Chhablani, Jay ; Pichi, Francesco ; Silva, Rufino ; Casella, Antonio Marcelo ; Murthy, Hemanth ; Banker, Alay ; Nowilaty, Sawsan R. ; Carrai, Paola ; Nucci, Paolo ; Arevalo, J. Fernando. / Antiangiogenics in Choroidal Neovascularization associated with laser in central serous Chorioretinopathy. In: Retina. 2016 ; Vol. 36, No. 5. pp. 901-908.
@article{01b2f6402ab94e3898a33c28a56b6e9d,
title = "Antiangiogenics in Choroidal Neovascularization associated with laser in central serous Chorioretinopathy",
abstract = "Background/Purpose: To report characteristics and treatment outcome of choroidal neovascularization (CNV) secondary to laser photocoagulation and photodynamic therapy (PDT) in central serous chorioretinopathy. Methods: Retrospective analysis of 12 eyes of 12 patients, who were diagnosed to have CNV secondary to laser photocoagulation or PDT for central serous chorioretinopathy. Collected data included demographic details, history of presenting illness, clinical examination details including visual acuity at presentation, and follow-up with imaging and treatment details. Main outcome measures were resolution of CNV activity at the last follow-up. Secondary outcomes included change in visual acuity at final follow-up from baseline, number of injections, treatment-free interval, and adverse events. Results: This study included 12 eyes of CNV secondary to laser photocoagulation (8 eyes) and PDT (4 eyes). Mean age of study subjects was 47.6 ± 15.4 years (range 33-82) with 8 men and 4 women. Mean interval between laser photocoagulation/PDT and diagnosis of CNV was 23.9 ± 54.5 months. All subjects had unilateral CNV with classic CNV on fluorescein angiography. Eight eyes had extrafoveal CNV, and four eyes had juxtafoveal CNV. Baseline best-corrected visual acuity was 0.56 ± 0.51 (Snellen equivalent 20/60) logMAR, and final best-corrected visual acuity was 0.53 ± 0.51 (Snellen equivalent 20/60) logMAR with no significant difference (P 0.84). All four eyes that presented with the CNV secondary to PDT group required additional PDT treatment because of poor response to antivascular endothelial growth factor therapy. At the last follow-up, only one patient in the laser group had active CNV; the remaining patients of both groups had scarred CNV. Mean follow-up duration was 22.4 ± 23.1 months. Mean number of injections was 3.16 ± 2.62. Longest treatment-free interval was 8.29 ± 11.4 months. Conclusion: Antivascular endothelial growth factor therapy appears to be safe and efficacious in CNVs secondary to laser photocoagulation and PDT. Choroidal neovascularizations secondary to PDT appear to be more resistant to antivascular endothelial growth factor therapy than those because of laser photocoagulation and required additional PDT.",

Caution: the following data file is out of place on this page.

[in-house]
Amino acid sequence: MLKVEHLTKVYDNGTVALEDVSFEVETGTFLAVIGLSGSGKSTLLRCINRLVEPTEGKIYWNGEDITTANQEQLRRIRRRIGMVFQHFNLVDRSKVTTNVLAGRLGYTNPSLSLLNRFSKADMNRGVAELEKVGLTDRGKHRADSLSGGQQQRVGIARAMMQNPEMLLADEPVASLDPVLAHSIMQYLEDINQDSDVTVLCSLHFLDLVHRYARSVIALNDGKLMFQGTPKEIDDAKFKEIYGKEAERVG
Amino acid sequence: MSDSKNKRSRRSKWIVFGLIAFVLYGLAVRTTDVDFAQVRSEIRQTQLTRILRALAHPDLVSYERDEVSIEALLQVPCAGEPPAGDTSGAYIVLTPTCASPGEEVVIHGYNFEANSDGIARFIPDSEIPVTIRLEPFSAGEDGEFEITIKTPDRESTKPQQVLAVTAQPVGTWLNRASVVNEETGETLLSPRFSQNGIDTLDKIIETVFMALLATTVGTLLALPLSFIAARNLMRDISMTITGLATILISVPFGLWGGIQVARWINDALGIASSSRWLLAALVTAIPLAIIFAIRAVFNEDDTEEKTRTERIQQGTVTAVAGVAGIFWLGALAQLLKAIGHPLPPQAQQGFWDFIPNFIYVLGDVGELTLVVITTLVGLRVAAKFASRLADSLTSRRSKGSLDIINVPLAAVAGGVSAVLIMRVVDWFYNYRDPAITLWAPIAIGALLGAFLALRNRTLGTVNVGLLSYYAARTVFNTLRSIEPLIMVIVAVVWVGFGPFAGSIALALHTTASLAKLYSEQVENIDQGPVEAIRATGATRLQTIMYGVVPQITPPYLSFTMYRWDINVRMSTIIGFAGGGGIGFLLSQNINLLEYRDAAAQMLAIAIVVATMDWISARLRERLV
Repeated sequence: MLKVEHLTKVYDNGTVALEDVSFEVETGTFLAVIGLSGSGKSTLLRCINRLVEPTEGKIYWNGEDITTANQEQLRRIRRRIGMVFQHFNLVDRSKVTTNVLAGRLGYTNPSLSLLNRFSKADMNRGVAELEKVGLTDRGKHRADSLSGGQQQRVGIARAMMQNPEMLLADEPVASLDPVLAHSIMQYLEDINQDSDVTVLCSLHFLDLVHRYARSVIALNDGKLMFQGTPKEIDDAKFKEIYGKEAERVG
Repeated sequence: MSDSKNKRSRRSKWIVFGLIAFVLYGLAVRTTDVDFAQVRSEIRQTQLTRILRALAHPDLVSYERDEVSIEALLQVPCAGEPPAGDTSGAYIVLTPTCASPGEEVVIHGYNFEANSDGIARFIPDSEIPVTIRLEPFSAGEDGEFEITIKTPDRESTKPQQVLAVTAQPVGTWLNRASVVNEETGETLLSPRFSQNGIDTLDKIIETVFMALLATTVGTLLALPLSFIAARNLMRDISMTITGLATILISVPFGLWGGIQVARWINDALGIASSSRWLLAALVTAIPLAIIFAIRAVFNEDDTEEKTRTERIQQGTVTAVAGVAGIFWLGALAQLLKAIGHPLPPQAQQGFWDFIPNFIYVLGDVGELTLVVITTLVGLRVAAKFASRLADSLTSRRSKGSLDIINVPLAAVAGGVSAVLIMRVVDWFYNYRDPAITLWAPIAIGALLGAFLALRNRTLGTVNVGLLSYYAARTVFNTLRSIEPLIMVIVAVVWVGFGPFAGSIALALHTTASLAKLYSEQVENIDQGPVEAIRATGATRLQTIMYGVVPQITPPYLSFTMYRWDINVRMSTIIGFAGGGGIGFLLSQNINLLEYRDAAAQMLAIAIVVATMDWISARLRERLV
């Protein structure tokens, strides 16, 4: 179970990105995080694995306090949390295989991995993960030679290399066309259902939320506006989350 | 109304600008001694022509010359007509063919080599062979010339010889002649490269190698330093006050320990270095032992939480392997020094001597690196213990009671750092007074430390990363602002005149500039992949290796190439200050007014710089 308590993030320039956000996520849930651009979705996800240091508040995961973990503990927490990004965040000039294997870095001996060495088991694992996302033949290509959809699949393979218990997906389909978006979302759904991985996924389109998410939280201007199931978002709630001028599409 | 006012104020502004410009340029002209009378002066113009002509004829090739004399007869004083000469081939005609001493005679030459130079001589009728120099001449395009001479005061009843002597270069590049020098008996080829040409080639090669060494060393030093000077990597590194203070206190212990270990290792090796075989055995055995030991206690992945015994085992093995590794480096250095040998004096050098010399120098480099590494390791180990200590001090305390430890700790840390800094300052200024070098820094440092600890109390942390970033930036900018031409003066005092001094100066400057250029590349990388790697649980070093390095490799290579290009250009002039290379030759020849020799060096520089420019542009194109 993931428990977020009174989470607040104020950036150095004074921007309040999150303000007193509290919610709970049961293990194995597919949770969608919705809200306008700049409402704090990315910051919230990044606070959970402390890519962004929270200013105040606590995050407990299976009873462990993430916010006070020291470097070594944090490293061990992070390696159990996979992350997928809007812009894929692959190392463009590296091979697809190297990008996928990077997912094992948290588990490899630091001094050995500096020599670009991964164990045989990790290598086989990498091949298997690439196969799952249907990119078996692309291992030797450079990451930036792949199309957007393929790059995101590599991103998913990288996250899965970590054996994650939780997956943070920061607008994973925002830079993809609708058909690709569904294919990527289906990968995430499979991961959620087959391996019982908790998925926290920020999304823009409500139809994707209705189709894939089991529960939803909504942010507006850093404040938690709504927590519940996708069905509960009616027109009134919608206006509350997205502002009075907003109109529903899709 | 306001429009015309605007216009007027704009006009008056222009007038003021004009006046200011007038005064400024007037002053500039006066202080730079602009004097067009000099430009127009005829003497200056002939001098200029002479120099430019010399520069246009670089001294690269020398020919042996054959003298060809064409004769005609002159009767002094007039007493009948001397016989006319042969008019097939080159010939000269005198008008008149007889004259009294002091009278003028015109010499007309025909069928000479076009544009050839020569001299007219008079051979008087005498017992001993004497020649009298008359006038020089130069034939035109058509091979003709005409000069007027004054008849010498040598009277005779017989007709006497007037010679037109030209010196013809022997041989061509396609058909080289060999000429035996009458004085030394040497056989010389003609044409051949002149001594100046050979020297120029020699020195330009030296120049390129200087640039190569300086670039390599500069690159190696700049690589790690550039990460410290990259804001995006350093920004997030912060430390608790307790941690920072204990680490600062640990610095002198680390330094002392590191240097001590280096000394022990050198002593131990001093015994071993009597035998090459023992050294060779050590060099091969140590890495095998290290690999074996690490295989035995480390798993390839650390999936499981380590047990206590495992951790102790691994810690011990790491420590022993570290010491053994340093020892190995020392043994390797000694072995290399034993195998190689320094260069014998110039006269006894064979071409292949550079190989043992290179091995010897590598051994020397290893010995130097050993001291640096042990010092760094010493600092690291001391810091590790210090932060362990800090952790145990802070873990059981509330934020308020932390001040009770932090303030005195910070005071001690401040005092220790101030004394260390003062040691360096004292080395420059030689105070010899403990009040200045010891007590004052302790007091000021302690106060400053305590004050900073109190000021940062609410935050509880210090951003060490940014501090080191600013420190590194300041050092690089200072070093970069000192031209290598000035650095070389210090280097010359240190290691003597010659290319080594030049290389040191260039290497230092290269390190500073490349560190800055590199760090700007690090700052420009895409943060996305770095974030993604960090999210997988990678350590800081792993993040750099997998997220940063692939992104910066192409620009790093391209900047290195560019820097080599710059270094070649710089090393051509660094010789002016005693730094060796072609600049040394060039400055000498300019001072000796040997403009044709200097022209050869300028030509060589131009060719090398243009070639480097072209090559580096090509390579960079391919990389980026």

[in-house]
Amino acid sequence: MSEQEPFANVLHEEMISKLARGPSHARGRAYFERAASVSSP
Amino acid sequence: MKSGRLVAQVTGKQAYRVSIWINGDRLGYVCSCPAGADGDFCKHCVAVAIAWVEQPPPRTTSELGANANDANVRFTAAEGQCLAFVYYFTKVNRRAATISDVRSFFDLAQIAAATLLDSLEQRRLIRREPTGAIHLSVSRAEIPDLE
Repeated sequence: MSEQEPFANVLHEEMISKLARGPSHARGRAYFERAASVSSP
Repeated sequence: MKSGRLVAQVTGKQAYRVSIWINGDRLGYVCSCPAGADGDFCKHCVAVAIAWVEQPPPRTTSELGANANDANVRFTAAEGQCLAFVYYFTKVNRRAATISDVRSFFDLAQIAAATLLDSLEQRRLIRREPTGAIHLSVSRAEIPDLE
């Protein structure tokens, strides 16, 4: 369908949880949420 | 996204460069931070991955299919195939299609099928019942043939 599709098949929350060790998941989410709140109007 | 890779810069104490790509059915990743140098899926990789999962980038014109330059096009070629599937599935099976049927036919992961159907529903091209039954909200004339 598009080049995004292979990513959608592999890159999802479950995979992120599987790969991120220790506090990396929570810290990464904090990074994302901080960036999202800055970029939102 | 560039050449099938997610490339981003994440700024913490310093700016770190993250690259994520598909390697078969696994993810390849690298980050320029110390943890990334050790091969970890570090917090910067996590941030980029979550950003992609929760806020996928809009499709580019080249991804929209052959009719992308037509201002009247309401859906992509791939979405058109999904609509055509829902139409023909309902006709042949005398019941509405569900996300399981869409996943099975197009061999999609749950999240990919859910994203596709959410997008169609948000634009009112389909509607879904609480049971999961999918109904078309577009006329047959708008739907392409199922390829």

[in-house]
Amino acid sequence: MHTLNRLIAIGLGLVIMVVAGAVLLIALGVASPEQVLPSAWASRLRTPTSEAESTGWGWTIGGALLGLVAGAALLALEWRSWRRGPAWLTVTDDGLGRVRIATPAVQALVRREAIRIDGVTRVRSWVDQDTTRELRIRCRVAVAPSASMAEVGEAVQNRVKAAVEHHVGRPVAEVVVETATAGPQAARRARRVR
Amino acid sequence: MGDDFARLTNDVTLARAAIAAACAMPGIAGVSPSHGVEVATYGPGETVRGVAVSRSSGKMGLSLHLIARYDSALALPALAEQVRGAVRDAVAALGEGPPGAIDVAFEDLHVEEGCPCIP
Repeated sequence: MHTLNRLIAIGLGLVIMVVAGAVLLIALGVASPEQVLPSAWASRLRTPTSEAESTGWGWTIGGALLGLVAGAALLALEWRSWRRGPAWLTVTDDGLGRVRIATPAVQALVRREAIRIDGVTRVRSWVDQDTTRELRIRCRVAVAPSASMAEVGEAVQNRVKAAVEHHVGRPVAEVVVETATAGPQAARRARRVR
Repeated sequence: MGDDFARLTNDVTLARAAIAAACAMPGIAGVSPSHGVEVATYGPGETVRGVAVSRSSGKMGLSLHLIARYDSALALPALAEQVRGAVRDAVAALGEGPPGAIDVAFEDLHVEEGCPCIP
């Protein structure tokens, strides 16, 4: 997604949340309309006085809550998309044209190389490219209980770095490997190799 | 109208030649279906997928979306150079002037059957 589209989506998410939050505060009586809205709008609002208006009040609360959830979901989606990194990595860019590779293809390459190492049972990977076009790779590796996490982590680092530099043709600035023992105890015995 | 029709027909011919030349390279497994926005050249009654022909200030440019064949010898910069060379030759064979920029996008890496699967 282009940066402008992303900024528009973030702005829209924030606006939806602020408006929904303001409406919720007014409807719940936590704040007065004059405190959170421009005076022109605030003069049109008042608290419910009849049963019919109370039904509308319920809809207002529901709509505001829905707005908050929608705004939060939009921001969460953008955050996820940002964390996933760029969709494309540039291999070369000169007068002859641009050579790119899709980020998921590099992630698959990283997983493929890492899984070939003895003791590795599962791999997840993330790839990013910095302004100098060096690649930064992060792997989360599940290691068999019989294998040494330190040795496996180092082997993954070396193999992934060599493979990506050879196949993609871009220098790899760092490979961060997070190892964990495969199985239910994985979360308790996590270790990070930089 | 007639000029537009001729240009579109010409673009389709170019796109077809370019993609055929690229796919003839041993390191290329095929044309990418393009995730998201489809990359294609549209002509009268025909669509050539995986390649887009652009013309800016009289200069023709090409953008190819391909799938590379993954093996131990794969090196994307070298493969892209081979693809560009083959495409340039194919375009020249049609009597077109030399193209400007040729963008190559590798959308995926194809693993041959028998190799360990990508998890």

keywords = "antivascular endothelial growth factor, central serous chorioretinopathy, choroidal neovascularization, CNV, CSCR",
author = "Jay Chhablani and Francesco Pichi and Rufino Silva and Casella, {Antonio Marcelo} and Hemanth Murthy and Alay Banker and Nowilaty, {Sawsan R.} and Paola Carrai and Paolo Nucci and Arevalo, {J. Fernando}",
year = "2016",
month = "5",
day = "1",
doi = "10.1097/IAE.0000000000000804",
language = "English",
volume = "36",
pages = "901--908",
journal = "Retina",
issn = "0275-004X",
publisher = "Lippincott Williams and Wilkins",
number = "5",

}

TY - JOUR

T1 - Antiangiogenics in Choroidal Neovascularization associated with laser in central serous Chorioretinopathy

AU - Chhablani, Jay

AU - Pichi, Francesco

AU - Silva, Rufino

AU - Casella, Antonio Marcelo

AU - Murthy, Hemanth

AU - Banker, Alay

AU - Nowilaty, Sawsan R.

AU - Carrai, Paola

AU - Nucci, Paolo

AU - Arevalo, J. Fernando

PY - 2016/5/1

Y1 - 2016/5/1